Books – I’ve intimately known mountains of them. A small portion of them are still in my possession, worn and highlighted, a page earmarked. Many were sold during a time in my life where money was scarce and I needed groceries more than tomes sitting on my book shelves. Still others sit in the dusty digital annex of my iPad.
Allow me to explain my life-long love affair with books.
I was the kind of girl who’d get in trouble for reading books at the dinner table by hiding them under the table while eating. A simple look of admonishment from my mom or dad would make me sigh. I’d flip the book closed, roll my eyes, and keep eating my pot roast – all the while wondering, what happens next?
As a child, books got me outside of my small world where I wasn’t in charge yet. They meant adventure, possibility, solving mysteries and making things happen. If you couldn’t find me when I was 10, you only had to walk to the side of our house, shield your eyes from the sun and look way up into the oak tree. There you’d find me on a limb, most likely reading a Nancy Drew or Hardy Boys mystery. I wouldn’t climb down until the mystery had been solved, and not until I’d sat there for a while, gazing at the book with a fat sense of satisfaction. Later, I’d dabble in more torrid books, like the Sweet Valley High series. But I always came back to my trusty mysteries. I solved problems and moved worlds in those books. It was the grand theme of my childhood, trying to decipher what I was going to be when I grew up. My big mystery.
As a teen, I took myself very seriously and moved on to the classics, particularly Russian literature. I thought it made me look very smart and complex. You would find me on a park bench, looking quite aloof, reading Tolstoy and Dostoevsky. My love of Russian literature later led me to take two years of the Russian language in college, an exploration of Russian history, and a brief foray into Russian Orthodoxy, before deeming it much too sexist. But I was proud of my explorations of something so foreign. I could embrace the unfamiliar and be comfortable in it.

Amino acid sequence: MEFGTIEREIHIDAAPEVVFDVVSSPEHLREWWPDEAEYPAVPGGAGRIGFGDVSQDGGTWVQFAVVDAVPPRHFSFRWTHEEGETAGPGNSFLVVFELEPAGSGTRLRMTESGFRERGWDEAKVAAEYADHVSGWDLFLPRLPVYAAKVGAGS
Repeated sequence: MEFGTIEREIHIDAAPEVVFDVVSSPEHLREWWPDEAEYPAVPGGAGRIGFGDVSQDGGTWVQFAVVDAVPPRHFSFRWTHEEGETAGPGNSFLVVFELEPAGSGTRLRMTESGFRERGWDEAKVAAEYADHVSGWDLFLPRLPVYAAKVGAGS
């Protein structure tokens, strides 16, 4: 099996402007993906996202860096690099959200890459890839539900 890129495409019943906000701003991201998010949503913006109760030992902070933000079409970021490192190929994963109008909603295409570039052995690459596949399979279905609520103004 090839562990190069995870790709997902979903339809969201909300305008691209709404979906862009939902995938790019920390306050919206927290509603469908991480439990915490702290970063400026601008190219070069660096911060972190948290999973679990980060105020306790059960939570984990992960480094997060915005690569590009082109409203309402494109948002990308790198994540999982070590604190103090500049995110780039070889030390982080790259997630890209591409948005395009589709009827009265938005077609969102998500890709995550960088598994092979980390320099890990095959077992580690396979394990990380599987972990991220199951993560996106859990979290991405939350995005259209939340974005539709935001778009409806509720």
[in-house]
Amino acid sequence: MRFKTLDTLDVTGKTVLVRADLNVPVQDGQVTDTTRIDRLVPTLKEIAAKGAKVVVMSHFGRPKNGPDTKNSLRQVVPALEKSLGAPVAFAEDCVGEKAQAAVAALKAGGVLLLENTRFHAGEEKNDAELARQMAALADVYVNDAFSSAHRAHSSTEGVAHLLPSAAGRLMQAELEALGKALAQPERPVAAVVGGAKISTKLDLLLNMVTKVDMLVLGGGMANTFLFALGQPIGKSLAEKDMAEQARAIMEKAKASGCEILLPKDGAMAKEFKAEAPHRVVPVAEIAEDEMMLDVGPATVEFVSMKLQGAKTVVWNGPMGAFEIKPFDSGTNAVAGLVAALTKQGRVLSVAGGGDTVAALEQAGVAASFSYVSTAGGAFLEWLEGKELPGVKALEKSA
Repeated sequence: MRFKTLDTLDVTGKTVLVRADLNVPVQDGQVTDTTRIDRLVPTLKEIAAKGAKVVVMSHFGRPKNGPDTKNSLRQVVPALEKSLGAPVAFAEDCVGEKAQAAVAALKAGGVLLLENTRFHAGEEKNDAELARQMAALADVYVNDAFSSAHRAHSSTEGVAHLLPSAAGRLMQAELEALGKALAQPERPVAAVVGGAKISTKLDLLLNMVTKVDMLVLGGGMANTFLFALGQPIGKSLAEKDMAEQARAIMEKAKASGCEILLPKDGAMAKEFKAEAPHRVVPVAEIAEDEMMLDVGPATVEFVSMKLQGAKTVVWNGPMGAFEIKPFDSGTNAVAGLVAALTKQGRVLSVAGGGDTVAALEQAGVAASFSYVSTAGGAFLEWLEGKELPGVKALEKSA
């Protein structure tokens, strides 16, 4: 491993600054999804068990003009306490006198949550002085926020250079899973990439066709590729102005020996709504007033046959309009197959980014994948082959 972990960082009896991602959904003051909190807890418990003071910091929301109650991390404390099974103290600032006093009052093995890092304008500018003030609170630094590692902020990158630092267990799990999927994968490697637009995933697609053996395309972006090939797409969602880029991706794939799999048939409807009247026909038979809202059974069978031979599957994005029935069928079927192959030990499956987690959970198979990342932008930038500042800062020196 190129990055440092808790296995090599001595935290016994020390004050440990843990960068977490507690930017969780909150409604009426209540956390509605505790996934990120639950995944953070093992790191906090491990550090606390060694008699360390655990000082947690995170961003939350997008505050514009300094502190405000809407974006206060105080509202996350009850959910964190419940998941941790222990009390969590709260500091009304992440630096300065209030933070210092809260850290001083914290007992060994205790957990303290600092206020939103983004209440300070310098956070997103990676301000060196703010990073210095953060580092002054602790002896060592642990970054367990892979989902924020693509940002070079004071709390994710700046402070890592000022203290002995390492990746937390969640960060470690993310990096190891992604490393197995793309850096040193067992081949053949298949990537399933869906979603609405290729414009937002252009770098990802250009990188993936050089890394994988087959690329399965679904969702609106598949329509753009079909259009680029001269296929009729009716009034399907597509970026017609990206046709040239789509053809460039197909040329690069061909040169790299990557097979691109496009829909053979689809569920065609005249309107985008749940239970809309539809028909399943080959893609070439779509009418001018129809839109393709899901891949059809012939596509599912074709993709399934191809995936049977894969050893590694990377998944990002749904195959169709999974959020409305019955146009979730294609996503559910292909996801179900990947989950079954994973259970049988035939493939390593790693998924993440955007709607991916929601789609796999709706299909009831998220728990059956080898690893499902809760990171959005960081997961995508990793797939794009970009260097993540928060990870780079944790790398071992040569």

Around the same time, I was introduced to Anais Nin, an American author famous for her voluminous published diaries. Having kept a diary myself from the age of 14, I was inspired, and fancied myself as talented – if not as bold – as Anais. From that point forward, I chose diaries as carefully as one might choose a new house – looking carefully at the outside design, while examining the blank pages, just waiting to be filled with my words. I have boxes of journals now, which I’m not sure I would ever be self-possessed enough to try to publish. Anais could get away with it – she was surrounded by artists and celebrities. But, the idea was formulated that I could become a published author one day, and it didn’t have to be fiction.
Immediately after college, I became obsessed with ecology and the environment. A simple book called The Last Hours of Ancient Sunlight caused me to pursue, apply, and be accepted into a Ph.D program in spiritual ecology. That book also played a part in me becoming vegan over a decade ago. It gave me one of the most profound statistics I have ever come across, which is that 99% of the species that have ever existed on earth no longer exist. That book shifted my mindset from trying to save the earth, to realizing that in the end, the earth will take care of itself. My life has been chiseled and refined from this book.
With my children getting older, I became a bit more thoughtful about the world I was bringing them up in. I moved on to more contemporary literature. Books by authors like Jodi Picoult, who tackled modern-day issues like shootings, suicide, and medical emancipation in books like My Sister’s Keeper, The Pact, or 19 minutes. I spent hours flying through these books, closing the last page and wondering about our world.
These days, my attention span can’t handle Russian lit or heavy ecology books. I’ve taken a mid-life break and most of my repertoire are cookbooks by my nightstand. I read them the way I would any fine book of literature. I touch the cover, flip through lovingly, and browse the pages to see what culinary adventure I want to go on. I intersperse my cookbook reading with books the New York Times tells me are worth reading. What am I currently reading? The Book Thief.
As my family grows, and time becomes more precious, I choose less television, less Facebook, less trash-magazine reading, (my guilty secret) and I choose books instead. What books will travel with me over the next 5 years? What happens next? I can’t wait to find out.
Note: This post was in response to this week’s writing prompt “The last hand-written letter I wrote” No, this post has nothing to do with a hand-written letter, but it does have to do with my obsession with words and stories, so I figured I’d get a hall pass 🙂 Please check out my blogger friends’ answers to the prompt by clicking here.